No alternative to the Covenant: Dr Williams’s Advent message

01 December 2011

by Ed Thornton

THE Archbishop of Canterbury, in his Advent letter to Anglican Primates, published on Wednesday, has commended the Anglican Covenant — “as strongly as I can”.

Dr Williams acknowledges that the Anglican Communion “still lives with numerous tensions”. He says that, despite some Primates’ feeling “unable in conscience to attend the Primates’ Meeting in Dublin earlier this year” (News, 28 January), it produced “a number of strong statements” and “a carefully considered statement on what those present believed was the proper role of a Primates’ gathering”. It was clear from the discussions, he writes, “that the position and powers of the Primate were very different in different Provinces.

“These differences affect opinions over the sort of powers a Primates’ Meeting could and should have. They still need more careful and dispassionate discussion, and a sustained willingness on the part of all Provinces to understand the different ways in which each local part of the Anglican family organises its life.”

Dr Williams said that how and when decisions were made about the Covenant “vary a lot from province to province. We hope to see a full report of progress at next year’s Anglican Consultative Council meeting.”

Dr Williams then launched a strongly-worded defence of the Covenant: “In spite of many assurances, some Anglicans evidently still think that the Covenant changes the structure of our Communion or that it gives some sort of absolute power of ‘excommunication’ to some undemocratic or unrepresentative body.

“With all respect to those who have raised these concerns, I must repeat that I do not see the Covenant in this light at all.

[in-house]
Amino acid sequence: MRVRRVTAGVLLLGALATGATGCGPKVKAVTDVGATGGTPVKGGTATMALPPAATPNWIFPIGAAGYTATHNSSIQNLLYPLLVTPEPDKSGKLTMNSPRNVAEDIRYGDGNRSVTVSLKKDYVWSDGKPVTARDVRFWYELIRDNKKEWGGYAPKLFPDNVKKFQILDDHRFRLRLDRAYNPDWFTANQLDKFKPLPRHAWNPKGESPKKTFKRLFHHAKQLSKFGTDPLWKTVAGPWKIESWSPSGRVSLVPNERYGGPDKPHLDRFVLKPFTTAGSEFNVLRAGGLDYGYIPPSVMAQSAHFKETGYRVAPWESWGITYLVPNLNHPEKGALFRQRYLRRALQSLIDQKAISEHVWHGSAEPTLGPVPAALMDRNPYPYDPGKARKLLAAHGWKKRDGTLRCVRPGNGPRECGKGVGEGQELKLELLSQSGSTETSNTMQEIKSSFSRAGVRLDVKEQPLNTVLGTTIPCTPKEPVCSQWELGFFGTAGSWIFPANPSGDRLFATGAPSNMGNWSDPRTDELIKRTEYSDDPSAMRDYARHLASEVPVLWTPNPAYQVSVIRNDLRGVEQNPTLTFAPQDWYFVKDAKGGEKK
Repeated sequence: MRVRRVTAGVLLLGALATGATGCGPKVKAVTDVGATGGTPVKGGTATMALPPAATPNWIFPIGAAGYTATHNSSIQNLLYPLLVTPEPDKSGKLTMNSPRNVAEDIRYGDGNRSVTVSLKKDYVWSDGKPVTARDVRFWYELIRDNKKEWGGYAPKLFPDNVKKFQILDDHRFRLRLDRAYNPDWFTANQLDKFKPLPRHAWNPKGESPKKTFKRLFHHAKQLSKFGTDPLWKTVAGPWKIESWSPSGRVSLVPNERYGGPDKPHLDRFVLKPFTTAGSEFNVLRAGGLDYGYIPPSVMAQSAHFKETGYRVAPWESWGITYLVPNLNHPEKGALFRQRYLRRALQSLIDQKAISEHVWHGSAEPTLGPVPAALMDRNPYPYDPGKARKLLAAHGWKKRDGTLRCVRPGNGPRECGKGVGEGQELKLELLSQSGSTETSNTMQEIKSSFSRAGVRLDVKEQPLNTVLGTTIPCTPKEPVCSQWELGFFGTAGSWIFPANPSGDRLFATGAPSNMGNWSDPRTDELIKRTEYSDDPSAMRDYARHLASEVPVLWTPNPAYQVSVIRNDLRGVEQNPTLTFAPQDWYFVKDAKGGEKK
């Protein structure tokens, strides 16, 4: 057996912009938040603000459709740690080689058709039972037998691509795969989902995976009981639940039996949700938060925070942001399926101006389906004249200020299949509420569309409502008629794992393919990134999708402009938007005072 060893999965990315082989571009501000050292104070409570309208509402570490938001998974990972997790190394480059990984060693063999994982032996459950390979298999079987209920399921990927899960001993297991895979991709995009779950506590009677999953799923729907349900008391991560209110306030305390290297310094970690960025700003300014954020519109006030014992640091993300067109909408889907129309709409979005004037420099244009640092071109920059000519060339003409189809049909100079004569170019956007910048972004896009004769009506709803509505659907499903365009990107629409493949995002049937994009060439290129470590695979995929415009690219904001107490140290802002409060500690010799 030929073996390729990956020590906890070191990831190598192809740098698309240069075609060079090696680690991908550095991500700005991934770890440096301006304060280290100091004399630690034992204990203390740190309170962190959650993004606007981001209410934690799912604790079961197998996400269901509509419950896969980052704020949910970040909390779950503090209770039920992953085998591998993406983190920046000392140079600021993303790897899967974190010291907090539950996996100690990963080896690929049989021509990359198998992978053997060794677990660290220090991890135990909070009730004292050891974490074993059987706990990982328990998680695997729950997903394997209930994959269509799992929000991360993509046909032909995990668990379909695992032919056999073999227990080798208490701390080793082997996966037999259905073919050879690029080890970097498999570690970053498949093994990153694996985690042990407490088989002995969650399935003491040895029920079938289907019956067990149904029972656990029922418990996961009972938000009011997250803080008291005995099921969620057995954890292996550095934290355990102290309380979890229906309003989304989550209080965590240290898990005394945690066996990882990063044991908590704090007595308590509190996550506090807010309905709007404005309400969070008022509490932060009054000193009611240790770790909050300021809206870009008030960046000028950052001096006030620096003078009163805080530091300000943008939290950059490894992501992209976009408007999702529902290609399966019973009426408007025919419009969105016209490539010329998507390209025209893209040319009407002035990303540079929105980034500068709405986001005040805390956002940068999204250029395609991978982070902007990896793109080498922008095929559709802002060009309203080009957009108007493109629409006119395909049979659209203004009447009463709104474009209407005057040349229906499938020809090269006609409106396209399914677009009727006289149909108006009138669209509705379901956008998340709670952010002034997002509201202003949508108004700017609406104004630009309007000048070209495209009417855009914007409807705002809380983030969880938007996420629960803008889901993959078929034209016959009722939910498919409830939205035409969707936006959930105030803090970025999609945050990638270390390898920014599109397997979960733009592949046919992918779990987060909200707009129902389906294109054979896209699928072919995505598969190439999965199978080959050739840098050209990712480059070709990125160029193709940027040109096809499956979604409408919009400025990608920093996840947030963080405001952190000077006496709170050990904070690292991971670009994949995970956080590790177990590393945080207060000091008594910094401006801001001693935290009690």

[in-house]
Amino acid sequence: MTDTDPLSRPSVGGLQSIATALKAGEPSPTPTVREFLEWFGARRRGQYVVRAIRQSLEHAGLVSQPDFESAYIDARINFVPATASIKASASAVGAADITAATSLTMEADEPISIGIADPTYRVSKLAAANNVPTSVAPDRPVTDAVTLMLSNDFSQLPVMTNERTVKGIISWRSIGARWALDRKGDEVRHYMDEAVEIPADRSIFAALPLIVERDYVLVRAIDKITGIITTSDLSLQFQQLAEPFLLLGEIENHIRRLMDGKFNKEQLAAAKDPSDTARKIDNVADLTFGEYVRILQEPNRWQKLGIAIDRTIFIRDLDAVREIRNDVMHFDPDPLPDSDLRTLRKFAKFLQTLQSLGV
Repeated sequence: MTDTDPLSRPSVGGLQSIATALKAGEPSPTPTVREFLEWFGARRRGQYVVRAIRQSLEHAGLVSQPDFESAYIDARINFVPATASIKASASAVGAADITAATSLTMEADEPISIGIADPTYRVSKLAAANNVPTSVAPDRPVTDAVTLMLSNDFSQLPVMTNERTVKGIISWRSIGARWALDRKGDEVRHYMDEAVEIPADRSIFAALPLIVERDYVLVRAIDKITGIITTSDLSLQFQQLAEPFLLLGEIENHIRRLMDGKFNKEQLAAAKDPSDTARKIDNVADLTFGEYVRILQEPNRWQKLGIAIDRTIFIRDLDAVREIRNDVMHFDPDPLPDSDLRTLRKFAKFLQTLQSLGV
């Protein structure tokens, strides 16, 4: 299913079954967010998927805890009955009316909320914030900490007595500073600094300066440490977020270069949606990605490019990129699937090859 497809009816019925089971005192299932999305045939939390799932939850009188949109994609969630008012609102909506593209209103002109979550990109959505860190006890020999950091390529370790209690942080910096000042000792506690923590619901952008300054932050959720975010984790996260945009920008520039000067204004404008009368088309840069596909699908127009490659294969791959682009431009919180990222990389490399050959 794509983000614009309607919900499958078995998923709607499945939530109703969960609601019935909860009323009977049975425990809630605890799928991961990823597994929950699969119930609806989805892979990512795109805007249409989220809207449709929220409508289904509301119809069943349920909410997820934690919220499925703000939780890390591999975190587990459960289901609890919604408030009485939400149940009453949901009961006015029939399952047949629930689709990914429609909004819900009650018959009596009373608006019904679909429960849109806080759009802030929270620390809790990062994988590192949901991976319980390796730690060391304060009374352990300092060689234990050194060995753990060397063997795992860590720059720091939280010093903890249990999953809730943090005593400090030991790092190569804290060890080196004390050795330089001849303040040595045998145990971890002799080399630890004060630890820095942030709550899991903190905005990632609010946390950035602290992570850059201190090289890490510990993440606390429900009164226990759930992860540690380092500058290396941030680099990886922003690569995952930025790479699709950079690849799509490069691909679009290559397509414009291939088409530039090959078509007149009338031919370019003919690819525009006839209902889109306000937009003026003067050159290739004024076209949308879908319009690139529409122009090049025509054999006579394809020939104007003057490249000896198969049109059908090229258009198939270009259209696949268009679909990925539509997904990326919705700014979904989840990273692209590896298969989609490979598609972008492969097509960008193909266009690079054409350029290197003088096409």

“It sets out an understanding of our common life and common faith, and, in the light of that, proposes making a mutual promise to consult and attend to each other, freely undertaken. It recognises that not doing this damages our relations profoundly. It outlines a procedure, such as we urgently need, for attempting reconciliation and for indicating the sorts of consequences that might result from a failure to be fully reconciled.

“It alters no province’s constitution, as it has no canonical force independent of the life of the provinces. It does not create some unaccountable and remote new authority but seeks to identify a representative group that might exercise a crucial advisory function.

“I continue to ask what alternatives there are if we want to agree on ways of limiting damage, managing conflict, and facing with honesty the actual effects of greater disunity. In the absence of such alternatives, I must continue to commend the Covenant as strongly as I can to all who are considering its future.”

Dr Williams said that questions about the Anglican Covenant were made “all the more sharp by the fact that the repeated requests for moratoria on problematic actions issued by various representative Anglican bodies are increasingly ignored”. The effect of this, he said, was “to deepen mutual distrust” which “must surely be bad for our mission together as Anglicans, and alongside other Christians as well.

“The question remains: if the moratoria are ignored and the Covenant suspected, what are the means by which we maintain some theological coherence as a Communion and some personal respect and understanding as a fellowship of people seeking to serve Christ?

“And we should bear in mind that our coherence as a Communion is also a significant concern in relation to other Christian bodies — especially at a moment when the renewed dialogues with Roman Catholics and Orthodox have begun with great enthusiasm and a very constructive spirit.”

In the letter, Dr Williams praised the Anglican Alliance for development, relief and advocacy, which he said had made “an exceptionally good start to its work” and “helped us see more clearly what ‘holistic mission’ means in action”.

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